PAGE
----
Day 270–Yellow Squash Muffins

There are some food combinations that immediately speak to me–chocolate and hazelnut, tomato and garlic, bacon and, well, anything. Other combinations make me wonder–is this a joke? This recipe falls in the latter category. Yellow squash and applesauce? Blech. Since I had some homemade applesauce and large, lovely yellow squash on hand, I thought I’d throw caution to the wind and give this a try. This recipe is from Food.com, but was shared with me via our weekly Produce Box. How was it? Abso-freakin-lutely delicious. These taste more like corn muffins, but they don’t have any corn in them. We loved them. They are moist and light and not too sweet. Perfect with our acorn squash and apple soup and they would be delicious with chili as well. We ate our fill and froze the rest for some future fall soup nights!

Yellow Squash Muffins (makes 18)

2 lbs. yellow summer squash
2 eggs
1/2 c. melted butter
1/2 c. applesauce (we used our crock pot applesauce)
1 c. sugar
3 c. flour (we used whole wheat pastry flour)
5 tsp. baking powder
1 tsp. salt

1. Preheat oven to 375 degrees. Line muffin tin with liners or lightly grease cups.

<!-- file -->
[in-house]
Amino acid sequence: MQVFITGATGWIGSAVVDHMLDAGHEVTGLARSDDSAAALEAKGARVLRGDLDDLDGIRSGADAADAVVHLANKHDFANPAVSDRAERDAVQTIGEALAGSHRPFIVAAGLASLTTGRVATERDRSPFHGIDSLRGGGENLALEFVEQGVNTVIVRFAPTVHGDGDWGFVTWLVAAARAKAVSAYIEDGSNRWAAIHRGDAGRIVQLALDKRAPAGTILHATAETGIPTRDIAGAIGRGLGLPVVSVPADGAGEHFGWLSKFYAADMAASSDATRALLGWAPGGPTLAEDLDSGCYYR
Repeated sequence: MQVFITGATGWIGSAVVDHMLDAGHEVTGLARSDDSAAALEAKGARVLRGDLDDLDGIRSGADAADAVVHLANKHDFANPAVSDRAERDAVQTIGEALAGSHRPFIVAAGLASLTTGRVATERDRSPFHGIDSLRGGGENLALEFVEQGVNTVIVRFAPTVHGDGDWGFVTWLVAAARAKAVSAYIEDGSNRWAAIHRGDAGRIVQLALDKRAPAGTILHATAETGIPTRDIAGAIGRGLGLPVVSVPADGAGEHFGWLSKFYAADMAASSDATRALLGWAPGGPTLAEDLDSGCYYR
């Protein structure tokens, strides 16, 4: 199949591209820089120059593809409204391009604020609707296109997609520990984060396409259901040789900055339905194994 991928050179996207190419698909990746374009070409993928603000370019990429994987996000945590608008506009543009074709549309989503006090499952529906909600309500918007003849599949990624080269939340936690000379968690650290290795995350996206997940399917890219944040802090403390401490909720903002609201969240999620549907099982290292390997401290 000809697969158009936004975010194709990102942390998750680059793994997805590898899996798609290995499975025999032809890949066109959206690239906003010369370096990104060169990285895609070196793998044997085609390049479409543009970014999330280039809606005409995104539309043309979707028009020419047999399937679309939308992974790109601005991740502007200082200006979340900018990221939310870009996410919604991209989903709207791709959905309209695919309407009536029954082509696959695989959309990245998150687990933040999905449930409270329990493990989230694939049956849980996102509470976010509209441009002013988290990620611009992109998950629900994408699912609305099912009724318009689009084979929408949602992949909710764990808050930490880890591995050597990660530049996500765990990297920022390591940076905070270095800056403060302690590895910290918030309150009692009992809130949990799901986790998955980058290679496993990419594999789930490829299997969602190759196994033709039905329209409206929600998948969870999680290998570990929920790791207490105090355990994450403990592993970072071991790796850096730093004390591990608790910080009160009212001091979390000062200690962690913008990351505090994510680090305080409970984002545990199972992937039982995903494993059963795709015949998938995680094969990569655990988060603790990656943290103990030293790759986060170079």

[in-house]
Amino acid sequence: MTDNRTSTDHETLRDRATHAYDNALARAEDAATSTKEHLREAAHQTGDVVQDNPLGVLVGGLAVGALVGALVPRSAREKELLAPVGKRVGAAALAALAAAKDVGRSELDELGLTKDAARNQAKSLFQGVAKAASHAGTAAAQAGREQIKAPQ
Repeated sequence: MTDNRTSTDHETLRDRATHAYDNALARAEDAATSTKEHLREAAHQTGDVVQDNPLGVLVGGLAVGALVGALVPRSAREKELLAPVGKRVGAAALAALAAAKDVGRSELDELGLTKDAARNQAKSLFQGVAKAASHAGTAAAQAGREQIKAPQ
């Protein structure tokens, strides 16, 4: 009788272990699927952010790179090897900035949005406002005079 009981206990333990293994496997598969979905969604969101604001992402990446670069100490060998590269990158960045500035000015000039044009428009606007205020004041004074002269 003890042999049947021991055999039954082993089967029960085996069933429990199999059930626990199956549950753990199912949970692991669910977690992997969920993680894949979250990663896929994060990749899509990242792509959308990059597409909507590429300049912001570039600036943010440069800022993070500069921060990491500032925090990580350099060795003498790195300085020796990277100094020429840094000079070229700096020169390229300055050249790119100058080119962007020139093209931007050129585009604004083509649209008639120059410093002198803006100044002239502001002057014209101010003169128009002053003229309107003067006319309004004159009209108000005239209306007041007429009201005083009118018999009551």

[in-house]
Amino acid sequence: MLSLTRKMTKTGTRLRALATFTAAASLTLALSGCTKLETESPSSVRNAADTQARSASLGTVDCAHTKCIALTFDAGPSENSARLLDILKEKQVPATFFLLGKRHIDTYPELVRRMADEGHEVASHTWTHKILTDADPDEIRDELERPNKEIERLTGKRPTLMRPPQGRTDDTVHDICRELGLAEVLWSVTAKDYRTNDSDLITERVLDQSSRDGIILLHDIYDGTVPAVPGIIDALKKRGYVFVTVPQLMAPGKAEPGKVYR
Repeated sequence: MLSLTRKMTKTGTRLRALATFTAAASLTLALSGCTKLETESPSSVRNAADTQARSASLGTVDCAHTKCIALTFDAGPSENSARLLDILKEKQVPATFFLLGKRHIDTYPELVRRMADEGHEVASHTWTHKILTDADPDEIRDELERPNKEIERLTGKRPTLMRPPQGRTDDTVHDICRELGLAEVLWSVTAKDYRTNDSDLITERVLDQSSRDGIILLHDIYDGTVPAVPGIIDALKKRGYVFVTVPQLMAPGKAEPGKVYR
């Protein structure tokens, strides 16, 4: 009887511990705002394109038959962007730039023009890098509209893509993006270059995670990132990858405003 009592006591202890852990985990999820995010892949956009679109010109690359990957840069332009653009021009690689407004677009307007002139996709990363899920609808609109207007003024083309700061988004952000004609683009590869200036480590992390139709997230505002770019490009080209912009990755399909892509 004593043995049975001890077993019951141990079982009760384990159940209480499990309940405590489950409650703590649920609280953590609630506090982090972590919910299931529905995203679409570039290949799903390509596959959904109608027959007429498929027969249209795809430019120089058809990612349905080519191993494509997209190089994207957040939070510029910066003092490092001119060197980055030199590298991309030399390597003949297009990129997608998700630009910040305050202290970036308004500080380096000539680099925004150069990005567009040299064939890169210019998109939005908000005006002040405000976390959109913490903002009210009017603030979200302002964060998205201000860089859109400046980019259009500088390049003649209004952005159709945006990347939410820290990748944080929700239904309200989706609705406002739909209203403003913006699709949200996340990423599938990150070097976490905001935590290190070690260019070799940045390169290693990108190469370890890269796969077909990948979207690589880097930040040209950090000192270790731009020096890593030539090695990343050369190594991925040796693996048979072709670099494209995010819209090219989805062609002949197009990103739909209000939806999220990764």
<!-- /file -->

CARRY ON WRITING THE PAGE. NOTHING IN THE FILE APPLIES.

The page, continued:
2. Wash squash, trim the ends and cut into 1-inch slices.
3. Put squash in a medium saucepan along with 1/2 cup of water and cook for about 20 minutes or until very soft.
4. Drain squash very well and mash with a potato masher.
5. Measure 2 cups of the cooked squash into a medium mixing bowl and add eggs, butter and applesauce. Stir well and set aside.
6. Combine dry ingredients in a large mixing bowl. Make a well in the center of mixture and add wet ingredients. Mix until just combined.
7. Fill muffin cups 3/4 full.
8. Bake about 20 minutes or until lightly browned on top and a toothpick inserted into the center comes out clean.
9. Cool 5 minutes in the tin and remove muffins to a cooling rack to cool completely.

Day 269–Squash and Apple Soup